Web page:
Roughly eight years ago now, I watched a couple of Mark Driscoll videos and commented on them here. Driscoll, once dubbed “one of the nation’s most prominent and celebrated pastors” by no less than Forbes magazine, took a tumble about a decade back, resigning from his pastorate at Mars Hill Church in Seattle over accusations of arrogance and a “domineering style of leadership”. He reappeared in Phoenix around 2016, after which I lost track of him.

Driscoll’s sermons were edgy and frank, his style ultra-modern. Immanuel Can sent me a link to one of his more recent videos this week, and not much about the man has changed in the last decade, except maybe the addition of a beard and the affectation of some “manly man” stage gear: faded jeans, boots and an outdoor work jacket.

Tom: I’m not sure if you are aware of this, IC, but a decade ago Driscoll’s favorite schtick was to trash the Christian men in his audience while lauding the women and feminists, especially single mothers. He seems to have done a complete about-face, and is now encouraging Christian males to be “traditional men”, and pointing out ways in which the church has been regrettably feminized.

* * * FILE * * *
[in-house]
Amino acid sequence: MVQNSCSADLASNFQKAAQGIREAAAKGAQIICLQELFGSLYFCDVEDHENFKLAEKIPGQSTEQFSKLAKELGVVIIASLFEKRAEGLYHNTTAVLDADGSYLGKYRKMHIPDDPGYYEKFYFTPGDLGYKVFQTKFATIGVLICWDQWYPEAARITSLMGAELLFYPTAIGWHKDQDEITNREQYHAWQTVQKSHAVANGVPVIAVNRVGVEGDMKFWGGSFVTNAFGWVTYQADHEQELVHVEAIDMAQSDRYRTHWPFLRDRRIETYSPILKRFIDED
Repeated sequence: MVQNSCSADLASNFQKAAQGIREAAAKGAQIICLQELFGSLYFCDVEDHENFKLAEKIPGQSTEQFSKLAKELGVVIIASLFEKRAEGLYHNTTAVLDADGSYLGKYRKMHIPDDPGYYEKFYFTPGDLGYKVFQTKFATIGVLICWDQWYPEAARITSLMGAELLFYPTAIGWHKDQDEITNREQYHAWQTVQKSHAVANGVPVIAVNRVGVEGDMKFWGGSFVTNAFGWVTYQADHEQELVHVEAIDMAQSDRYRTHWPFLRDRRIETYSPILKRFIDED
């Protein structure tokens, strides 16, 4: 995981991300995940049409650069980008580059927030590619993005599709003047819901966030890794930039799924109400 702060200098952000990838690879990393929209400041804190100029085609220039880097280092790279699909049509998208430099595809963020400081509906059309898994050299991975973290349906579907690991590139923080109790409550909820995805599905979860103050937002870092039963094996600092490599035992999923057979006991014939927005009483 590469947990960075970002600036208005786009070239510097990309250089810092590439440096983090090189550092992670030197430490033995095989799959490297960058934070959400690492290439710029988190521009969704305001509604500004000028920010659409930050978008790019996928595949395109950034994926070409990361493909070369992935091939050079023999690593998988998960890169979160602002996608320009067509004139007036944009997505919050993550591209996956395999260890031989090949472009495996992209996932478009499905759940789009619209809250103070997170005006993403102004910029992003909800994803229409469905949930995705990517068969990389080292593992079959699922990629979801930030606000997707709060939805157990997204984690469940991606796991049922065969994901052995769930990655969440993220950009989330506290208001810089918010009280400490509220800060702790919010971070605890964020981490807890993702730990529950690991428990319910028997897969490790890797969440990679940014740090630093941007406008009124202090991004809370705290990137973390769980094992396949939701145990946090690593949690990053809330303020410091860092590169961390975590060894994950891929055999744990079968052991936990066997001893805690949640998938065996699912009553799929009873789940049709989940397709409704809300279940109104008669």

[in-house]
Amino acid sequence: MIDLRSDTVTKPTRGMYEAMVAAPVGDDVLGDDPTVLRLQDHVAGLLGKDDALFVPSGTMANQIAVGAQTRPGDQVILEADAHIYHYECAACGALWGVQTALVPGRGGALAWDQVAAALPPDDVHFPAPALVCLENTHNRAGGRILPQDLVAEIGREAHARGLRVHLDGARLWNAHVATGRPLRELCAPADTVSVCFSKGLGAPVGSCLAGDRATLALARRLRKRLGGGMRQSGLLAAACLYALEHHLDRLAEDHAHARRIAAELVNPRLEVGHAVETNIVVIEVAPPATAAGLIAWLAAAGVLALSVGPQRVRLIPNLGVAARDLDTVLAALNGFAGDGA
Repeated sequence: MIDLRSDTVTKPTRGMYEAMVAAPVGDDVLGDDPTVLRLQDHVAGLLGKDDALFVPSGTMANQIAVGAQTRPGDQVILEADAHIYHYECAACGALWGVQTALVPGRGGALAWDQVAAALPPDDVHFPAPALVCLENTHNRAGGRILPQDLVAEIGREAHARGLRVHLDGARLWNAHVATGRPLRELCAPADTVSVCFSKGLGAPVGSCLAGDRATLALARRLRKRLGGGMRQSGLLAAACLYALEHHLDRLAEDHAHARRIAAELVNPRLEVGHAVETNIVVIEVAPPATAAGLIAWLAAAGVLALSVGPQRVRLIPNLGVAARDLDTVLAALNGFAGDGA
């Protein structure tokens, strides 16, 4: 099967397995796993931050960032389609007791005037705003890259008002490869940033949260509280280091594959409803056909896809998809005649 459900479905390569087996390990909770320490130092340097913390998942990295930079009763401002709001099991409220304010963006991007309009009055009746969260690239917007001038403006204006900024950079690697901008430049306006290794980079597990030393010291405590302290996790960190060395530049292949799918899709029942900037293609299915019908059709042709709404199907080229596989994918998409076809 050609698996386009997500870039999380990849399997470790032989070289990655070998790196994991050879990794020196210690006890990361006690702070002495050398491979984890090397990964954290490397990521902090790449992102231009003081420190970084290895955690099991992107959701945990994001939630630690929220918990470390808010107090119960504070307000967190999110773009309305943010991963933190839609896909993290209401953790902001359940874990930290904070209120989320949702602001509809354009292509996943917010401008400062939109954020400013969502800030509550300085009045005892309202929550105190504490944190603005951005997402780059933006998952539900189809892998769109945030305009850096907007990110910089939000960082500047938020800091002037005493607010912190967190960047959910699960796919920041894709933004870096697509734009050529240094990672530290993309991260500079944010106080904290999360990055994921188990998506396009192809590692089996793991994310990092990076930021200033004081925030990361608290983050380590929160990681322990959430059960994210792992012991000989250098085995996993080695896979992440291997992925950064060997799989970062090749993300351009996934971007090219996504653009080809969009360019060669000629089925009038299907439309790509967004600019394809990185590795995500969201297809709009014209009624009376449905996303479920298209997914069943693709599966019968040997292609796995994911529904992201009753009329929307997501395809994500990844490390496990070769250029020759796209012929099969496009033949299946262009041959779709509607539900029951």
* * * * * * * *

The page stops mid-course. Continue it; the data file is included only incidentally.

Thursday, January 18, 2024

Contradictions and Contradistinctions

Yesterday I was listening to a secular scholar again. (Okay, it was JP.)

He was speaking about the Bible, its value as a text and its importance in human history. At the same time, he was expressing disbelief about how it had persisted. It’s a “strange old book”, he said. It’s “contradictory” and “cobbled together”. He puzzled over how it was possible it could ever have “such an unbelievable impact on civilization”. But at the same time, he concluded, “However educated you are, you are not educated enough to discuss the typological significance of the biblical stories.”

And then he went on to try.

Wednesday, January 17, 2024

Culture and Counterculture

It is often said that Christianity is countercultural, and I think that’s true — at least, it ought to be true most of the time. If Satan is indeed the “god of this age”, as Paul wrote, and “the whole world lies in the power of the evil one”, as John put it, then, for Christians, aligning ourselves with any new movement in our culture is more likely than not to be a step in the wrong direction.